several regions of the electromagnetic spectrum which are useful for remote sensing.
Visible Spectrum:
The light which our eyes can detect forms the visible spectrum. It is important to note how small
a portion of the electromagnetic spectrum is represented by the visible region.
Radiation Interaction with the Earth:
Radiation that is not absorbed or scattered in the atmosphere can reach and interact with the
Earth's surface. There are three (3) forms of interaction that can take place when energy strikes,
or is incident (I) upon the surface. These are: absorption (A); transmission (T); and reflection
Reflection: reflected light is what we know as color; i.e. chlorophyll in plants reflects green
Absorbtion: the incident energy is not reflected or transmitted but is transformed into another
form, such as heat i.e. a rock, or absorbed by chlorophyll in the process of photosynthesis.
Transmission: when energy propagates through a medium, what is not absorbed or reflected will
be transmitted through i.e. an ultraviolet filter on a camera absorbs UV rays but allows the
remaining energy to expose the film. Changes in density can also slow the velocity resulting in
refraction such as light through a prism.
Radiation Interaction with the Atmosphere:
The Earth's atmosphere acts as a filter to remove radiation such as cosmic rays, gamma rays, xrays, UV rays, and large portions of the electromagnetic spectrum through the process of
absorbtion and scattering by gases, water vapor, and particulate matter (dust).
Scattering occurs when particles or large gas molecules present in the atmosphere interact with
and cause the electromagnetic radiation to be redirected from its original path. There are three (3)
types of scattering which take place: Raleigh Scatter, Mie Scatter, Non-selective Scatter.
Rayleigh Scatter occurs when particles are very small compared to the wavelength of the
radiation. These could be particles such as small specks of dust or nitrogen and oxygen
molecules. This is the cause of the blue sky; it is red in the mornings and evenings because light
has a longer path through the atmosphere and the blue wavelengths (or shorter wavelenths) are
scattered so completely that it leaves only red (the longer) wavelengths.
Mie Scattering occurs when the particles in the atmosphere are the same size as the wavelengths
being scattered. Dust, pollen, smoke and water vapour are common causes of Mie scattering
which tends to affect longer wavelengths. Mie scattering occurs mostly in the lower portions of
the atmosphere where larger particles are more abundant, and dominates when cloud conditions
are overcast.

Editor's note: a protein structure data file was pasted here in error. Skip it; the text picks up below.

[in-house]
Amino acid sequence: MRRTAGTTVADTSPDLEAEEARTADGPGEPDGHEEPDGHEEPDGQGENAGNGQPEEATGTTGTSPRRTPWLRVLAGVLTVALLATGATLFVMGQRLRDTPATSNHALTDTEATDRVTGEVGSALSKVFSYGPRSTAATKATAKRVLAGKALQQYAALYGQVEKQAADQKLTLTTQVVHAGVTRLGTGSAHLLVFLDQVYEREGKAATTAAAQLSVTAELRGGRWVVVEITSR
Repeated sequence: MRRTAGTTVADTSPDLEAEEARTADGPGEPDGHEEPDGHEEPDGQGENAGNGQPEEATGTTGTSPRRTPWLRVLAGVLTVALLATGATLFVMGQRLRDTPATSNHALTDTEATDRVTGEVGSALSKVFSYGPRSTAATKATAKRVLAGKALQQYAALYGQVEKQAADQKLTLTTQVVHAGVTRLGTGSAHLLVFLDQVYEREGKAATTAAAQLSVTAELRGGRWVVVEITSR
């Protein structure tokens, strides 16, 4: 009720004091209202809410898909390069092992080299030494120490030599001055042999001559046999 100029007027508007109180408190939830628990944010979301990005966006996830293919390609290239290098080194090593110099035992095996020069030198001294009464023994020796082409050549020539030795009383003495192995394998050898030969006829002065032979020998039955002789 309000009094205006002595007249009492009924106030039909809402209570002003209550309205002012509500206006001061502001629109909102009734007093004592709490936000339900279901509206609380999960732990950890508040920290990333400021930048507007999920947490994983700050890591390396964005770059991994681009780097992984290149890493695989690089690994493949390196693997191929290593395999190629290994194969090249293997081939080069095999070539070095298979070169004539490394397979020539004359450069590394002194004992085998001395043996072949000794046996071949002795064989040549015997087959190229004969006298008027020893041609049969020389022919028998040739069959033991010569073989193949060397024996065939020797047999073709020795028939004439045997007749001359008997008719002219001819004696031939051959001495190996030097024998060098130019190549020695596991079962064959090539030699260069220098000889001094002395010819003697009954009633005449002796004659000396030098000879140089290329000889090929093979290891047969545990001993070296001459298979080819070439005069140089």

Non-Selective Scattering occurs when the particles are much larger than the wavelength of the
radiation. Water droplets and large dust particles can cause this type of scattering and causes fog
and clouds to appear white to our eyes because blue, green, and red light are all scattered in
approximately equal quantities (blue+green+red light = white light).
Plane Wave Reflection
"The angle of incidence is equal to the angle of
reflection" is one way of stating the law of reflection
for light in a plane mirror.
Sound obeys the same law of reflection .
Refraction of Light
Refraction is the bending of a wave when it enters a medium where it's speed is different. The
refraction of light when it passes from a fast medium to a slow medium bends the light ray
toward the normal to the boundary between the two media. The amount of bending depends on
the indices of refraction of the two media and is described quantitatively by Snell's Law.
Refraction is responsible for image
formation by lenses and the eye.
As the speed of light is reduced in the slower medium, the wavelength is shortened
proportionately. The frequency is unchanged; it is a characteristic of the source of the light and
unaffected by medium changes.
Interference of electromagnetic waves:
Interference Due To Electromagnetic Waves
Coming now to the prevention of interference by elec tromagnetic waves such as emanate from other
wireless stations than that with which it is desired to hold communication, and to the prevention of
interference by stray electromagnet waves, we find the solution of the problem depends upon the
character of the message-bearing waves, the energy of which it is desired to convey to the receiving
device, and also upon the character of the disturbing waves, the energy of which it is desired to exclude
or divert from the receiving device.
We can control the character of the waves whose energy we wish to receive, by suitably designing the
apparatus to be used at the transmitting station, but we have no control over the character of the
disturbing waves, except in so far as these arise from wireless stations within operative range of the
receiving station.
The simplest solution of this problem is to cause each transmitter to send out its signals by means of
persistent trains of simple harmonic waves of a frequency materially different from that employed by any
other transmitter within operative range of the receiving station with which communication is to be
maintained and to make each receiver responsive only to persistent trains of simple harmonic waves of
the frequency employed by the transmitter with which it is in communication.
Fig. 2.
By this means the system is rendered selective and becomes a multiple system of telegraphy, permitting
he operator at each station to select the station with which he wishes to hold communication to the
exclusion of all other stations, and by which a number of messages may be transmitted simultaneously in
a given region without interfering with one another.
Since the stray electromagnetic waves arising from lightning, etc., are not persistent trains of simple
harmonic waves, but partake more of the character of isolated impulses, the receiver in such a system
does not respond to such stray electromagnetic waves and it is therefore freed from interference which
would otherwise arise from such sources.
The manner in which a transmitting station is made to develop persistent trains of simple harmonic
electromagnetic waves of one frequency to the exclusion of other frequencies, though simple in itself, in
practice requires the strictest attention to certain details, and these may be best understood by the
consideration of a concrete case, this being the manner in which such problems are usually presented to
the engineer if not to the inventor
At the end of this research we have learned about electromagnetic radiation and
some of its parts and I would like in the end to thank my teacher for helping me to
finish this research.